Details are still not available but the cows and goats have already arrived at both Joyceville and Collins Bay medium security prisons.  The prison farms historically provided milk and eggs to prisons and food banks.  “Both the Joyceville and Collins Bay programs will include land management, horticulture and crop production.  “We’re moving along towards having a substantial program there for inmates to gain work skills and also to benefit from the rehabilitation or therapeutic aspects of farming.””

 Toronto Star – Wendy Gillis and Jennifer Pagliaro
Police plan won’t curb causes of gun violence, researchers say

This time it’s the bulk of $4.5 million to be used to address gang violence in Toronto, a pot created by the city, provincial and federal governments and destined to an 11-week, $4.5-million initiative dubbed “Project Community Space”.  Critics note again that the use of the funds for police personnel on the ground ignores the long term roots of the problems and is only marginally an even short term solution.   Toronto-based researcher Fiona Scott: “…it’s “insane” that non-profit organizations face onerous requirements for small grants to sustain community-based programs for at-risk youth, while police are being promised $1.5 million by the city with little oversight.”    Related article:  Ottawa Citizen – Canadian Press   Canadian police chiefs won’t back handgun ban, say it wouldn’t stop flow of guns into the country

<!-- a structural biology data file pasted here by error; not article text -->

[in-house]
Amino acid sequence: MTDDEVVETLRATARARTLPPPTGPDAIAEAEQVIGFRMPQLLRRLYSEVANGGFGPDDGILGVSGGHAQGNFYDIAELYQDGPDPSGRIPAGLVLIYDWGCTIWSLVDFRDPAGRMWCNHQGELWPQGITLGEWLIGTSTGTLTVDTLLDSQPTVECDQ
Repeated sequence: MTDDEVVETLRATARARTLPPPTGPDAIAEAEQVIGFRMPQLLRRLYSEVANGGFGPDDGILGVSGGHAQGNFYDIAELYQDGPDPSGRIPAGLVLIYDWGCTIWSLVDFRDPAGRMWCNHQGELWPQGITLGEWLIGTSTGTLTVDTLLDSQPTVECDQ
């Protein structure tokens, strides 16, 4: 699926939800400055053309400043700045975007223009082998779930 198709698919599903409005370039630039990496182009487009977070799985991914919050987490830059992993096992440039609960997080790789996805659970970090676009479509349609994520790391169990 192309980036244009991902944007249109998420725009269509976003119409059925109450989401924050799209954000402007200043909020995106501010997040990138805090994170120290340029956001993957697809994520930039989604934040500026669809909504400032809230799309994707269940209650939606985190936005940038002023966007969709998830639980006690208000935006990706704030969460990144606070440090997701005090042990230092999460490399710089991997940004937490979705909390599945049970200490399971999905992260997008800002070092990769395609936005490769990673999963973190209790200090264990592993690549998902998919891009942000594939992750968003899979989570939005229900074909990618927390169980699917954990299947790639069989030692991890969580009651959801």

Ottawa Citizen – Bruce Deachman
Pride: ‘This ain’t no Golden Jubilee!’ — 1969, the anger and the myths

In 1969 Canada revised the Criminal Code to address the then-illegal status for homosexuals.  This year marks the 50th anniversary of the revision but also a continuing dissatisfaction by the LGBTQ community.  Ottawa artist and activist Ryan Conrad points out the changes do not have their origin in a doctrine of equality but political expediency:  “But homosexuality was not decriminalized in 1969, and the arrest rates after 1969 went up. So to me it’s ludicrous, and insulting to all those who were arrested after 1969, to claim that homosexuality was decriminalized then. People’s lives were ruined, people were imprisoned, people killed themselves, and a lot of people who died from HIV/AIDS aren’t here to correct the record.”